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Rating a restaurant


KD1191
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Over in the Eleven Madison Park thread, there has been a lot of discussion that is slightly broader than the topic of EMP since the restaurant was elevated to 4 stars in the New York Times. The majority of the discussion is focused on issues unrelated to the meals that were judged to be 4-star caliber. I'm starting this thread in the hopes that we can discuss these more in a vacuum than with specific regard to EMP.

Should the rank of a restaurant be altered by the existance or enforcement of a dress code, or the minimum level of dress required to dine?

Should the behavior of other guests be reflected in the restaurant's ranking?

Should a restaurant's rating be effected by what other diner's might order, or the ability to have a meal of substantially greater or lesser quality depending on what particular dish or menu is ordered? (Assuming listed or at least universally available dishes/menus that no 'VIP' level access is required to obtain.)

Should a restaurant that strays from traditional FOH arrangements ever be awarded the highest possible rating? (Alinea's lack of linens has been mentioned in the other thread, but I'm also thinking of issues like communal seating or counter-service.)

Should the number of courses available, or the presence/absence of a degustation menu, affect the rating of a restaurant?

Those are the questions I can see weaving their way through the various comments of the EMP discussion, but I'm sure there are more. I'd be very interested to hear the thoughts of others.

True rye and true bourbon wake delight like any great wine...dignify man as possessing a palate that responds to them and ennoble his soul as shimmering with the response.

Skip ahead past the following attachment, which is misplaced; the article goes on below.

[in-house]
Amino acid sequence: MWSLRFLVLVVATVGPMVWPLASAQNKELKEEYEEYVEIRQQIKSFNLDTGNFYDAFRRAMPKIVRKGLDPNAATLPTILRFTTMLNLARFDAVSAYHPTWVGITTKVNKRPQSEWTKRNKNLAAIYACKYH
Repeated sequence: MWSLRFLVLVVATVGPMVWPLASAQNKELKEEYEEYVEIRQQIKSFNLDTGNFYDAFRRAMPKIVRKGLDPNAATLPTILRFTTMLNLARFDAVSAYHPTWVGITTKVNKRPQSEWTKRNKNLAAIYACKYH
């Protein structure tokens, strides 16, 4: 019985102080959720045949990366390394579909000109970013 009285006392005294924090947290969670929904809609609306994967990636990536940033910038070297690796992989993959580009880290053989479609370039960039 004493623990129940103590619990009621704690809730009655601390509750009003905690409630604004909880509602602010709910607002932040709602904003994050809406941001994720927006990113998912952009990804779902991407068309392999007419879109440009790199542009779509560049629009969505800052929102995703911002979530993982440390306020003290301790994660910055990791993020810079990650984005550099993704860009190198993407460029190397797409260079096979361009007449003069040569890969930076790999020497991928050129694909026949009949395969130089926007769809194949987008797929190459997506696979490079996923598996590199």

DeVoto, The Hour

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I think a restaurant should be judged by all things under their control. So rowdy guests should only affect a restaurant rating in the manner the FOH deals with them. I don't think there should be "required standards". So if no tablecloths is the best choice for what you are doing, then it should be considered the best choice and receive highest marks, same for the other items you mention.

As for menu choices, tough to say. Some places are great with very few choices on the menu, I wouldn't take off marks for this in and of itself.

IMHO of course.

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Restaurant ratings grow meaningless over time. They may continue to be valid or things may change either positively or negatively a week or month after the rating was decreed, making the rating totally irrelevant. Ratings are pretty much just a shortcut for readers who don't like to read and an exclamation point a reviewer adds to a review.

HollyEats' coveted Grease Stains are, of course, the tongue-in-cheek exception that proves this proposition.

Holly Moore

"I eat, therefore I am."

HollyEats.Com

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I would say you don't get four stars if the experience of visiting the restaurant is consistently aggravating or unpleasant. The reviewer shouldn't tie his hands, though, by deciding in advance how it is that he believes a good dining experience is created. You have to go along, experience the experience and then rate it. So, existence of dress code is not a rating issue. Consequences flowing from question of whether dress code exists may be a rating issue. It may well be appropriate to award four stars in a restaurant pushing the boundaries of conventional FOH arrangements. If this was not the case then you might as well send the guy who doesn't know much about dining, but sure does know what he likes along to write the review. What we want to know from the critic is - having gone along and tried it does it turn out that communal tables are, despite all the odds, simply the most exceptional and wonderful way to eat the great food that this restaurant is turning out? Seems unlikely, but you never know. I imagine that when a restaurant of this sort of standard takes a risk, it does it for a reason. Surely innovation isn't a necessarily a bad thing.